Meet Porfirio Gutiérrez, a native of Oaxaca, Mexico who spends his time between Ventura, CA and Teotitlán del Valle, Oaxaca. He and his family are masters of traditional Zapotec weaving and are among the last few artisans who posses the creative skills associated with this fine art.
Their village, Teotitlán del Valle in Oaxaca, has been famous for the art of weaving for centuries. Nearby archaeological sites dating back as far as 500 B.C. still stand decorated with the same patterns and symbols that are used in today’s designs.
Gutiérrez started weaving when he was 12 years old, the same way his forefathers did – a tradition that goes back more than 2500 years.
From November 30 through December 12, 2015, Gutiérrez will travel to Washington, D.C. to participate in The National Museum of the American Indian’s (NMAI) Artist Leadership Program (ALP) for Individual Artists, which enables indigenous artists to research and document their findings – invitation that was extended to only four individuals through the Smithsonian Institution. Gutiérrez is the only individual representing Latin America.
“It has been an honor for me and I’m very proud to be part of this wonderful tradition,” said Gutierrez. “I have spent many years promoting not only our work but the wonderful culture that we have in Oaxaca, Mexico.”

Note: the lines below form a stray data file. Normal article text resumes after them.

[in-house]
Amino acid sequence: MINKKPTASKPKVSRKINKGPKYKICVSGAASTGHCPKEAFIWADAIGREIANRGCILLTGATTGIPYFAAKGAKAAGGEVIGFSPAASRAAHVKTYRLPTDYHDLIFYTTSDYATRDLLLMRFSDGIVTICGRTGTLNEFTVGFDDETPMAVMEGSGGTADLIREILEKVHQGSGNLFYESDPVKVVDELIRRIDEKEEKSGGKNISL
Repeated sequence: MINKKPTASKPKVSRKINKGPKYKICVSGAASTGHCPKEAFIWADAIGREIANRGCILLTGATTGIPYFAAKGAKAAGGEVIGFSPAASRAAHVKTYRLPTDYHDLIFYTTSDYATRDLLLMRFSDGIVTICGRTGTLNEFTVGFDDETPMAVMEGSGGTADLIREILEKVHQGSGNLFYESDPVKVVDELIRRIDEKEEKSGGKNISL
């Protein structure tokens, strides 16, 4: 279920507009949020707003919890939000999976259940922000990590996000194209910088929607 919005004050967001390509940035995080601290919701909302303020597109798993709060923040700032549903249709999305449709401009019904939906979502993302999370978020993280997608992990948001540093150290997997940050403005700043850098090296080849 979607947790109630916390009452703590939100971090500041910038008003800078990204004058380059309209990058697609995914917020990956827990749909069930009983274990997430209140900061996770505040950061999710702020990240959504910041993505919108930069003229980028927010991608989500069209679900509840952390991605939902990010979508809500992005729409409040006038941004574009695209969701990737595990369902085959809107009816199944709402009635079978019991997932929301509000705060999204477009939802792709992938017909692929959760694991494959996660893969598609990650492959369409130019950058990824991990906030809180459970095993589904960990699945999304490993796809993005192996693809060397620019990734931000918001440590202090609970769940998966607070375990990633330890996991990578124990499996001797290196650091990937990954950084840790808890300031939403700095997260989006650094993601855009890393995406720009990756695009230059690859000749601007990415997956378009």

According to the program’s description, the primary objectives are for individual indigenous artists to focus on artistic processes while researching the vast collections of the Smithsonian Institution (SI); to meet and consult with staff at SI and other arts organizations; participate in a public art panel discussion, speaking as voices of authority on their art; break down stereotypes about indigenous art; and, through a personal artistic narrative, speak to social justice issues and current events important to indigenous communities.
The program aims to rebuild cultural self-confidence, challenge personal boundaries, and foster cultural continuity while reflecting artistic diversity.
“This program will allow me to do research about the process and the symbols of Zapotec weaving,” said Gutiérrez. “This information was passed down to us from our ancestors and I want to make sure what we are doing is accurate since Smithsonian Institute has done an extensive research on cultures around the world.
After my research, I will be leading a community youth program in my village taking place in the summer of 2016. As weaving traditions fade, this program will teach kids how to work with wool, natural dye, plants and insects.”
Gutiérrez has other projects in the works including an exhibit at Ventura County Museum called “FRAGMENTOS” referring to what is left of his ancient culture.
For more information on Porfirio Gutierrez, visit www.porfiriogutierrez.com.